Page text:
Again, I’m happy about the performance of “Up,” not to mention “The Hangover,” which—amazingly!—looks poised to go over the $200 million mark as well. And I certainly wish this lesson were true. But is it? The highest grossing film thus far this year is “Star Trek,” which is a reboot of an old movie and TV franchise. Not original. And earlier in the article Thompson herself taps the films she thinks will be the summer’s big blockbusters: “Transformers: Revenge of the...” and “Harry Potter and the Half-Blood...” Both sequels.
Here, in fact, are the 10 highest-grossing movies from the last five years:
| ||Title ||Dom. B.O. ||Type |
|1. ||The Dark Knight (2008) ||$533m ||sequel |
|2. ||Shrek 2 (2004) ||$441m ||sequel |
|3 ||Pirates of the Caribbean 2 (2006) ||$423m ||sequel |
|4. ||Star Wars: Revenge of the Sith (2005)||$380m ||sequel |
|5. ||Spider-Man 2 (2004) ||$373m ||sequel |
|6. ||The Passion of the Christ (2004) ||$370m |
|7. ||Spider-Man 3 (2007) ||$336m ||sequel |
|8. ||Shrek the Third (2007) ||$322m ||sequel |
|9. ||Transformers (2007) ||$319m ||reboot |
|10. ||Iron Man (2008) ||$318m |
Eight of them are sequels or reboots. The only two that are not—”Passion” and “Iron Man”—are based on previously published material. Which is to say: none are originals. You won’t see an original story on this list until no. 17—Pixar’s “The Incredibles”—and original stories remain few and far between thereafter: “Night at the Museum” (no. 19), “Hancock” (no. 24), more Pixar (“Cars,” “Wall-E,” etc.).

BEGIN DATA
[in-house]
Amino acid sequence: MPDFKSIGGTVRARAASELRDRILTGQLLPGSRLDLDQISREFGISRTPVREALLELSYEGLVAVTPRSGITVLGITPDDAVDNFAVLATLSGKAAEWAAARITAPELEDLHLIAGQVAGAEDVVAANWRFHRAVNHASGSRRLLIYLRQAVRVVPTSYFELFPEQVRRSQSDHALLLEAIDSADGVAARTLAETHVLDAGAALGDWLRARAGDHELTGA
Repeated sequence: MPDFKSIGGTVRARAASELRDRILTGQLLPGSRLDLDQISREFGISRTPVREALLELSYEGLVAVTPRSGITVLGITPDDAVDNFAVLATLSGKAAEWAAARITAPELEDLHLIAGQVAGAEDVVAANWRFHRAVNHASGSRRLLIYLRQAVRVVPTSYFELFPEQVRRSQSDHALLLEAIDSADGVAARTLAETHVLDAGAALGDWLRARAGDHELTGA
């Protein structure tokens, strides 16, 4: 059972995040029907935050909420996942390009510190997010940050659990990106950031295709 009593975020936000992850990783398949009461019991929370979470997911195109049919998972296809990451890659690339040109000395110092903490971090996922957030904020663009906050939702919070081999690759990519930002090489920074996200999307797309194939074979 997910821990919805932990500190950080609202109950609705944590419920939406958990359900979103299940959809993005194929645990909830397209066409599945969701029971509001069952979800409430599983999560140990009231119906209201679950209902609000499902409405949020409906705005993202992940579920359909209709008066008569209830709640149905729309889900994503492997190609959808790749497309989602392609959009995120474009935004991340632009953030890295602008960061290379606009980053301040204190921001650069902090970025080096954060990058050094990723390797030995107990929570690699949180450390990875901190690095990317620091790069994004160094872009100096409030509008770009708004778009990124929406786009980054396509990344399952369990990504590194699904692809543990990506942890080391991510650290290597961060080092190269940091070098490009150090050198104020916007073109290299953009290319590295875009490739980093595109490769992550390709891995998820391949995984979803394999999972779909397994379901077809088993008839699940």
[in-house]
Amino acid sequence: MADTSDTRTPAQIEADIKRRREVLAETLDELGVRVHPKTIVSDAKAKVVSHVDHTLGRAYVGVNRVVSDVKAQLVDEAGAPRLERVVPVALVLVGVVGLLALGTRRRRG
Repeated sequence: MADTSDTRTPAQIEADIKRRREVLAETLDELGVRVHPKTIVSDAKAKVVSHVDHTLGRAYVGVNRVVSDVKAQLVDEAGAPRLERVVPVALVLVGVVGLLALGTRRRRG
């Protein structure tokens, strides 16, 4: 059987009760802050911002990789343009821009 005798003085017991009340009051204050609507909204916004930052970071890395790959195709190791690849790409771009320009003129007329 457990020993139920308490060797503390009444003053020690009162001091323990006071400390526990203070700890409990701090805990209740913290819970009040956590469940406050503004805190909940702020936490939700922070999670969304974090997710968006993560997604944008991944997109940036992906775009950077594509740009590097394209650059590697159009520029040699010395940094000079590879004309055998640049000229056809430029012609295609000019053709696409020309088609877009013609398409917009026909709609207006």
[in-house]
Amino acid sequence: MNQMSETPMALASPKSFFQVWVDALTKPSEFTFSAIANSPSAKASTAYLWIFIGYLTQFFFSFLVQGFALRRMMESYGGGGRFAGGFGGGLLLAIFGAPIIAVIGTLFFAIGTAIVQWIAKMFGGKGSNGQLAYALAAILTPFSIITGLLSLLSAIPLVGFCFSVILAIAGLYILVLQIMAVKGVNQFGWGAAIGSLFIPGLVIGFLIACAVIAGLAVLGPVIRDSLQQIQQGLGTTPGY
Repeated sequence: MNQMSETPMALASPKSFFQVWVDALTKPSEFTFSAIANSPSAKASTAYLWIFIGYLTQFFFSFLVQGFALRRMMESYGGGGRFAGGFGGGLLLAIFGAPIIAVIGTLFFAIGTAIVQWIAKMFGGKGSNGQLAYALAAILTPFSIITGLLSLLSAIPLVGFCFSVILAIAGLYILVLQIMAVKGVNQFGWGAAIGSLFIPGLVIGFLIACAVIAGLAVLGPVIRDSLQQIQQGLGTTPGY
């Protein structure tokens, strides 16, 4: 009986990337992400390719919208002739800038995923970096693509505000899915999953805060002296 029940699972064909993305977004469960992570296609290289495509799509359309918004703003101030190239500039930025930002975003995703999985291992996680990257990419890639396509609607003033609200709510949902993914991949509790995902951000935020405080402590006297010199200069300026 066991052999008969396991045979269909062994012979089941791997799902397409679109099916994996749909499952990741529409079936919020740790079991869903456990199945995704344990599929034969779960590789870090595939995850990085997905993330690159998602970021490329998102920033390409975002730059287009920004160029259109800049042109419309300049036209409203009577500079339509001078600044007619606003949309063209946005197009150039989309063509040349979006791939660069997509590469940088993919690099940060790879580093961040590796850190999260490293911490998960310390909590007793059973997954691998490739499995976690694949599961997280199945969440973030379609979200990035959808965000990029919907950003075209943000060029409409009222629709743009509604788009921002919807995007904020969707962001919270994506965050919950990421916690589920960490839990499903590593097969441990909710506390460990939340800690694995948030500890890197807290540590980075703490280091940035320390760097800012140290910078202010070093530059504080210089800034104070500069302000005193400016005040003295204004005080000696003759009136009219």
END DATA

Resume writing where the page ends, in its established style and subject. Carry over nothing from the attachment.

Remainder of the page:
I’m not saying this won’t change. People flocked to musicals until they didn’t. But for the moment we live in a sequel era. We want daddy to tell us that story again.
However, if Ms. Thompson had written “Originals can sell,” well, I wouldn’t have argued with that. That’s a good lesson to get out in Hollywood.
Review of “Food, Inc.” (2009)
WARNING: ORGANIC SPOILERS
My girlfriend, Patricia, who can barely tolerate meanness let alone cruelty to animals, saw the documentary “Food, Inc.” with me last night, and there were moments when she had a rough go of it. Caring boyfriend that I am, I wish she’d had it rougher. I wish she’d run screaming from the theater. I wish we all had. Maybe we would have if we’d been able to get a closer view of those big factory farms and slaughterhouses. It’s astonishing, when you think about it, that we can’t. This is a public interest issue, a public health issue. What have they got to hide? Special sauce? Secret recipe? One of the farmers, selling to Tyson, says his chickens never see the light of day. In a way, neither do we.